Continuous intraoperative blood pressure monitoring is an important part of anesthetic care due to the need for reducing the time of undesirable blood pressure oscillations. Modern ideal perioperative blood pressure monitoring should be non-invasive, continuous, free from the risk of complications, characterized by excellent consistency and interchangeability with intravascular blood pressure monitoring. Currently, technologies of intraoperative non-invasive blood pressure monitoring cannot completely replace continuous invasive monitoring in children. Ilies C. et al. [24] believe that this fact is determined by low efficiency of these devices for detection of sharp oscillations of blood pressure and episodic hypotension. According to our study, intraoperative systolic and diastolic blood pressure measurements with a CNAP ™ monitor in children does not meet the ISO and AAMI acceptance criteria. Only mean BP values obtained with a CNAP™ monitor meet the recommended maximum range of agreement limits [23]. Importantly, standards have not been developed for patients under inotropic support and those with severe hypotension. However, their advantage is determined by avoiding subjective interpretations of what is or is not an acceptable indicator [28]. Considering this fact, we applied alternative methods for assessing agreement in this study in addition to the above-mentioned standards [26]. Moreover, non-parametric approach to comparing methods for BP measurement was used [21]. CNAP™ monitoring receives the lowest possible grade "C", and reasonable clinical use of this device only for mean blood pressure measurement is emphasized. Other methods of assessing agreement have also shown trivial reliability of mean BP measurements by CNAP™ monitor. K. Lakhal et al. explained these results by inaccurate calibration of CNAP™ finger cuffs with its own automated shoulder cuff system. CNAP™ monitor recalibration is required after 4 minutes of continuous measurements [29]. Frequent calibration can damage to nerve plexuses and skin of the shoulder, as well as potentiate local thrombotic processes and perfusion impairment in distal limb used for blood pressure measurements. This is especially true in patients with intraoperative hemostatic disorders throughout the periods of hypotension. Z. Wang et al. [7] explained low efficiency of CNAP™ monitor by low arterial pulse amplitude following constant cuff-related pressure on the finger and venous outflow obstruction. These facts explain the ineffectiveness and significant oscillations of CNAP™ monitor data in relation to real blood pressure in patients with poor tissue perfusion following hypotension, shock, inotropic therapy, rapid arterial vascular tone changes during anesthesia induction, motor activity in insufficient muscle relaxation, hypothermia, and arrhythmias.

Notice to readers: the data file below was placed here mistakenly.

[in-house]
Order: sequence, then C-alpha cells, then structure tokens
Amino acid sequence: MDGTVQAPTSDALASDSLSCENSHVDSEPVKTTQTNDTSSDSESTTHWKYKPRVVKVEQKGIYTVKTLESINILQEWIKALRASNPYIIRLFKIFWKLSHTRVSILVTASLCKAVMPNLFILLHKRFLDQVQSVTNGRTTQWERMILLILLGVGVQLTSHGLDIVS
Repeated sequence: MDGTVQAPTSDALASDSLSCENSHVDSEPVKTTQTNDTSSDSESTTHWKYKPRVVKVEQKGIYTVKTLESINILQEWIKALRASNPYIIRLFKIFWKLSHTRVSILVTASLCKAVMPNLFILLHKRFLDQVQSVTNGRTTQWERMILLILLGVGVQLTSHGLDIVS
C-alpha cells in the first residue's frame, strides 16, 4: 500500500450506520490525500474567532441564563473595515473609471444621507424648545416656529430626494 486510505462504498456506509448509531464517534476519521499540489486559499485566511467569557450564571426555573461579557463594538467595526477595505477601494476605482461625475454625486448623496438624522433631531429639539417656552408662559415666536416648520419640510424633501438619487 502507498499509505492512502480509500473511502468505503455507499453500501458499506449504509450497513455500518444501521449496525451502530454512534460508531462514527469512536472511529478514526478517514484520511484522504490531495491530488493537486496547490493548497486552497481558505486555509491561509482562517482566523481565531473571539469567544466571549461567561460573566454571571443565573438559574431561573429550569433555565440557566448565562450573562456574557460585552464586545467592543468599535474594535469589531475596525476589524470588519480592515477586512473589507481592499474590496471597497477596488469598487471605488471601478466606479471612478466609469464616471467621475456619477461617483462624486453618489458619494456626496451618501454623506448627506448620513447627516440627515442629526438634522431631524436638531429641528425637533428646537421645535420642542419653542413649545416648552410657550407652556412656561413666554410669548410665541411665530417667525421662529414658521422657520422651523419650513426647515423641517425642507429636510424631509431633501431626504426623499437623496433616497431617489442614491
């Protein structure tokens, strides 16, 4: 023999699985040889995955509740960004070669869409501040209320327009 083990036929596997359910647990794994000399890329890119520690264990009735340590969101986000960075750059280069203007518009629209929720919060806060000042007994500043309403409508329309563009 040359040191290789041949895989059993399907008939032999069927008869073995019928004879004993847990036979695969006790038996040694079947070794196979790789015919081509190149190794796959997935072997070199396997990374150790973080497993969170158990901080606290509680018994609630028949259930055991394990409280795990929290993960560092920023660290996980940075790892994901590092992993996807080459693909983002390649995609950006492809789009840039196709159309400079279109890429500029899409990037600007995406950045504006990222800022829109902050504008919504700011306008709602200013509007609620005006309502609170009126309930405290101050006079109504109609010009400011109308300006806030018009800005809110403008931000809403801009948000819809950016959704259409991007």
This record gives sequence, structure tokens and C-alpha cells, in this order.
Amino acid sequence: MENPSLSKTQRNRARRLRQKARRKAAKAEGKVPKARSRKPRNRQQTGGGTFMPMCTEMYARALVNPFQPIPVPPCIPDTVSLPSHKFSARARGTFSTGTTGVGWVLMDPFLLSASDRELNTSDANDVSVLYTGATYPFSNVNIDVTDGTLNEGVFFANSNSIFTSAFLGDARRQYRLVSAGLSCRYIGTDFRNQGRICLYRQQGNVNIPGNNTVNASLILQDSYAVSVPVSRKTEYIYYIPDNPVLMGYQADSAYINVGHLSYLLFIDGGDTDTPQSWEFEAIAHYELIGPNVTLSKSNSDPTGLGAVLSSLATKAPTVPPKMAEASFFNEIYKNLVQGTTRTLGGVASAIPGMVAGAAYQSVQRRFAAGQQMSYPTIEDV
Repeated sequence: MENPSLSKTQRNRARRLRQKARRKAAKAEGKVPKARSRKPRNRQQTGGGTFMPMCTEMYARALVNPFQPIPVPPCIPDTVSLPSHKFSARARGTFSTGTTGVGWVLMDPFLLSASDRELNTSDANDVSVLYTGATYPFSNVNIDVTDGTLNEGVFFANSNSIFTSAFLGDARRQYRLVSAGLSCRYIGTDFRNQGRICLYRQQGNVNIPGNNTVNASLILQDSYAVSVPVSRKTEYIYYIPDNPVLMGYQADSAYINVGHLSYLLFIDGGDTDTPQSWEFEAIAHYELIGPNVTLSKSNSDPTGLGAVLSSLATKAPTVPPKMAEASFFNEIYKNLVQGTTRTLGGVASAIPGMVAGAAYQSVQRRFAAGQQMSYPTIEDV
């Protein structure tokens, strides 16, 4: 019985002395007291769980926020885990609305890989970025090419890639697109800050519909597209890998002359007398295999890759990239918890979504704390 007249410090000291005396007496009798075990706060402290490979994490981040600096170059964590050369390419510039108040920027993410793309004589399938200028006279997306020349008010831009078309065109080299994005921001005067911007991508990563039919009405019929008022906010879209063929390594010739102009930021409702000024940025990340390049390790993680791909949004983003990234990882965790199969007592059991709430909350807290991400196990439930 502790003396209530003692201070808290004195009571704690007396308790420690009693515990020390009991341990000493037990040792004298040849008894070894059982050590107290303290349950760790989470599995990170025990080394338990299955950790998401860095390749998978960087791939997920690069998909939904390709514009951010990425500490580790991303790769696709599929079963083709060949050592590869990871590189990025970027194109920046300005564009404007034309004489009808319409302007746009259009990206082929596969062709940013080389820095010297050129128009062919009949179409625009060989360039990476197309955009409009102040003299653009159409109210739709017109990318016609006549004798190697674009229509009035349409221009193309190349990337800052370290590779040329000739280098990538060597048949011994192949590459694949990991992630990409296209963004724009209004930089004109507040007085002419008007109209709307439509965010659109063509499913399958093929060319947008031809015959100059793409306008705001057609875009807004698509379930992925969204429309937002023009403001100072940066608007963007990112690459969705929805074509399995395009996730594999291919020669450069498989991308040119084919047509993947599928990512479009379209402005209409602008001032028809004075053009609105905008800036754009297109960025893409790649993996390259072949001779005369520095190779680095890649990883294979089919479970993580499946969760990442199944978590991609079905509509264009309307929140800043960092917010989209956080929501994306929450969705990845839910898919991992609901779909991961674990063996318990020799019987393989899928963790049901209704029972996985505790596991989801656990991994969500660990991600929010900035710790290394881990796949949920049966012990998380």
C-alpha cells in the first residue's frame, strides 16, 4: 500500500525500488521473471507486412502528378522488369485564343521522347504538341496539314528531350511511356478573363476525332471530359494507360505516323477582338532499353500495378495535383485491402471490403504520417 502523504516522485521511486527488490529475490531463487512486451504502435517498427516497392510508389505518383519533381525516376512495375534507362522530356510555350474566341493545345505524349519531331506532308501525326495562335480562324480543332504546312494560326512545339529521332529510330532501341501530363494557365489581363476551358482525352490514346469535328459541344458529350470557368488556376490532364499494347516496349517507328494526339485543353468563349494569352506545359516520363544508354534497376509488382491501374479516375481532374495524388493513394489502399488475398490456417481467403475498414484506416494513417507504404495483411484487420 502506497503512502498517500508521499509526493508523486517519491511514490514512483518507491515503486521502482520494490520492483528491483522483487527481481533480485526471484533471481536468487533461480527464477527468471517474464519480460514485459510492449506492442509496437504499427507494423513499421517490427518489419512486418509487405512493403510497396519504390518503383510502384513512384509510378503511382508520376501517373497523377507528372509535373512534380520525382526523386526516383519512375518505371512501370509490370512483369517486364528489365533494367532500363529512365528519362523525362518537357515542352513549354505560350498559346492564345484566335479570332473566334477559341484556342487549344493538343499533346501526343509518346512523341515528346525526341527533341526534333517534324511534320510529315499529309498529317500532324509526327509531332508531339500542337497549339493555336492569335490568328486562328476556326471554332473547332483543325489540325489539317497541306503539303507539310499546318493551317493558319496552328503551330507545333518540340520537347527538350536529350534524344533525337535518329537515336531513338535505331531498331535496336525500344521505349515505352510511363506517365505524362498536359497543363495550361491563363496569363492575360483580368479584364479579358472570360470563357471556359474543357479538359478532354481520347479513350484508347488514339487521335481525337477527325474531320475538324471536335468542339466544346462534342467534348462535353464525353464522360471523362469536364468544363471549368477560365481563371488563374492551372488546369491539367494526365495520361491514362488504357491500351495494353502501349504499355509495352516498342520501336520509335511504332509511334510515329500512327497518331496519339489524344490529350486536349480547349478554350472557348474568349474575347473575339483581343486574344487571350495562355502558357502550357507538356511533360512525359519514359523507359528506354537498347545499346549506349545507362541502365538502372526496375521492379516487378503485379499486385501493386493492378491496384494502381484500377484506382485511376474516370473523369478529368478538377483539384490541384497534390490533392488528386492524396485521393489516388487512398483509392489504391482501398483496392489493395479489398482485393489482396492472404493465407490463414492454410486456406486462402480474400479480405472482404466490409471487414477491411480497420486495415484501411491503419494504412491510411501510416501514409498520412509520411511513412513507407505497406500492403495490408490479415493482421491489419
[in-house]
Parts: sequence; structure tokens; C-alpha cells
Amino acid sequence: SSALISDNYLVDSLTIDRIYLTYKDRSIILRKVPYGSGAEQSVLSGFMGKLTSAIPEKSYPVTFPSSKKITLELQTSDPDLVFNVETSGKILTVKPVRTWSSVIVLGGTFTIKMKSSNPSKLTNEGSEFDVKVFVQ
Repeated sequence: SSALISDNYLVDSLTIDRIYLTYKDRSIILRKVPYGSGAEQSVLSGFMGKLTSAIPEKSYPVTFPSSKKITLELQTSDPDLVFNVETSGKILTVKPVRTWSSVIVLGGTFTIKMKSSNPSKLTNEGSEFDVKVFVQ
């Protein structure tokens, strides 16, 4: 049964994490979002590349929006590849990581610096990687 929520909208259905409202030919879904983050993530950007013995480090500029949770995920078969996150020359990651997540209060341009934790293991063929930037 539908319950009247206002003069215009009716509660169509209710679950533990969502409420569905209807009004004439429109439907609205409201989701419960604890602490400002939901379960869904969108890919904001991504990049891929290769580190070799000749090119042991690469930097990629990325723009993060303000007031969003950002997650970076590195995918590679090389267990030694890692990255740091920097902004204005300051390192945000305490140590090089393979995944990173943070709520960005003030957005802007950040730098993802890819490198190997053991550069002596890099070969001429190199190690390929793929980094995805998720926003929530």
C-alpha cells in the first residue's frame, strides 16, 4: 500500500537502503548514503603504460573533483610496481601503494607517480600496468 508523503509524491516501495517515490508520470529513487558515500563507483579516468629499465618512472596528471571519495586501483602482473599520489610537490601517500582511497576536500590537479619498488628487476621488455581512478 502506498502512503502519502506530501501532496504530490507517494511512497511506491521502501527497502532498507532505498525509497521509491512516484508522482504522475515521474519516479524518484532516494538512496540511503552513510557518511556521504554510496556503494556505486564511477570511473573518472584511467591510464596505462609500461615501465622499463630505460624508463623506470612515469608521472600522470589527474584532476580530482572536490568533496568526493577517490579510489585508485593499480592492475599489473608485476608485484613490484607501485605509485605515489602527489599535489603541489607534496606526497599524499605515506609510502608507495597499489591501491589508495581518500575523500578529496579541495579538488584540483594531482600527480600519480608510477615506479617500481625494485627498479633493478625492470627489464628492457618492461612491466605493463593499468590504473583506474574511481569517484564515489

Analysis of diagnostic efficiency for detecting critical hypotension with continuous non-invasive mean blood pressure measurement showed higher sensitivity, specificity, positive likelihood ratio and accuracy compared to critical hypotension detected via systolic blood pressure measurement. Nevertheless, accuracy of detecting critical hypotension based on mean blood pressure measurement with CNAP™ monitor is less than the recommended agreement limit (85%) [23]. Optimal split point for mean blood pressure is the closest to the diagnostic one and lies within the recommended agreement limit of ± 5 mm Hg. Nevertheless, detection of critical hypotension based on non-invasive systolic blood pressure measurement with CNAP™ monitor is characterized by higher positive predictive value. This is due to higher prevalence of critical hypotension diagnosis based on systolic blood pressure measurement compared to mean blood pressure. Considering this fact, physicians should intraoperatively consider systolic blood pressure in addition to mean values. These measures will ensure earlier prevention and treatment of hypotension and subsequent tissue perfusion impairment. According to our data, CNAP-based systolic blood pressure < 99 mm Hg and mean blood pressure < 58 mm Hg require therapy of hypotension.